You’re exactly right.  In San Francisco, especially downtown (where traffic, unfortunately, is also busiest), one CONSTANTLY sees pedestrians simply jerk straight out and cross the street, wherever they are, and whatever might be speeding toward them, everything be damned.  It’s insane.

    Many bicyclists also constantly run stop signs, blithely staring as they almost mow down (and in some cases, DO mow down) any pedestrians in their path.  (I await the day when I’ll be horrified to see TWO such bicyclists run stop signs at the same time and bash into one another; it’s only a matter of time.)  And finally, many drivers are just as negligent, texting and driving, or speeding on streets designed for 35 mph driving.

    I believe that it’s a minority–though one far too significant in size–among pedestrians, bicyclists, OR car drivers, that behave this way.  But I would definitely scrutinize the question of jaywalking in any case like this.  Neither knee-jerk blaming of pedestrians, of bicyclists, or car drivers, is right.

  • Joe R.

    @wkgreen:disqus I agree he probably wan’t going much over the limit, if at all, unless there was a significant hill. I should note though that “besting one’s own speed record” can mean many different things. It could be an absolute maximum speed record, as you say. Or it could mean the best times riding between any two given points. Putting aside for the moment that the “personal record” stuff may well be speculation, I think in this case it may well have been the latter.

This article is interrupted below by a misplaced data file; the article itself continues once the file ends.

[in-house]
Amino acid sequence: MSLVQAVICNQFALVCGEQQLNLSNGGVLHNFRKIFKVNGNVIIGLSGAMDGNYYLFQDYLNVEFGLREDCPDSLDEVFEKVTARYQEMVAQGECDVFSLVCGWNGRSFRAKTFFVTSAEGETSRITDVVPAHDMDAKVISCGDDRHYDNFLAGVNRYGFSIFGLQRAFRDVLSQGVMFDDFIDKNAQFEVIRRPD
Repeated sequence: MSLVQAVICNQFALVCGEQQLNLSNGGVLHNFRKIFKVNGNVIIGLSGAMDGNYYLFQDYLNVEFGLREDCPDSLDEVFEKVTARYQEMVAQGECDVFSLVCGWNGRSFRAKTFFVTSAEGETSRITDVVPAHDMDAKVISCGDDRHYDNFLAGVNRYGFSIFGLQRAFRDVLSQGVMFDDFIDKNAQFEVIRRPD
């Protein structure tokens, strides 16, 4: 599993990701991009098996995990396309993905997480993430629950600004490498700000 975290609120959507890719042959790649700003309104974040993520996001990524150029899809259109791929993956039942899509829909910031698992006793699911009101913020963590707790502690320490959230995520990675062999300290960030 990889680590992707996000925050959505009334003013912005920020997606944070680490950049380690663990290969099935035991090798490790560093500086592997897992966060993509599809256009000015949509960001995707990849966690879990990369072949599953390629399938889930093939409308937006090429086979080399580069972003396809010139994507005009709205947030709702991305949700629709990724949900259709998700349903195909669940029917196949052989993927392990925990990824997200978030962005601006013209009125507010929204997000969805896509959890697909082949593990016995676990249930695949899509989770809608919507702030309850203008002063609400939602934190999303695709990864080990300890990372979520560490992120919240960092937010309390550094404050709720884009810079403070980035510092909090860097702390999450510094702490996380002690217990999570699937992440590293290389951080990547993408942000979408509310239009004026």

• Jym’s statement is the polar opposite of an excuse. “Bucchere was going too fast”. You’re not supposed to go “too” fast, n’est pas?

  • mikesonn

    “jaywalking” was created by the auto industry in the early 1900’s to wrench control of streets space from pedestrians.

  • pchazzz – let’s take it to the next level. If a pedestrian is killed by a motorist going across Market Street on Castro on the green light, at 25 MPH (the posted speed limit), and a pedestrian darts out into the crosswalk in front of the car. Can the driver be held at fault?

  • VCS

    OK, most San Franciscans are aware of the “significant hill” on Castro @ Market. Where are you guys from?

  • @pchazzz – I am suggesting no such thing, and find that a bizarre response to my words.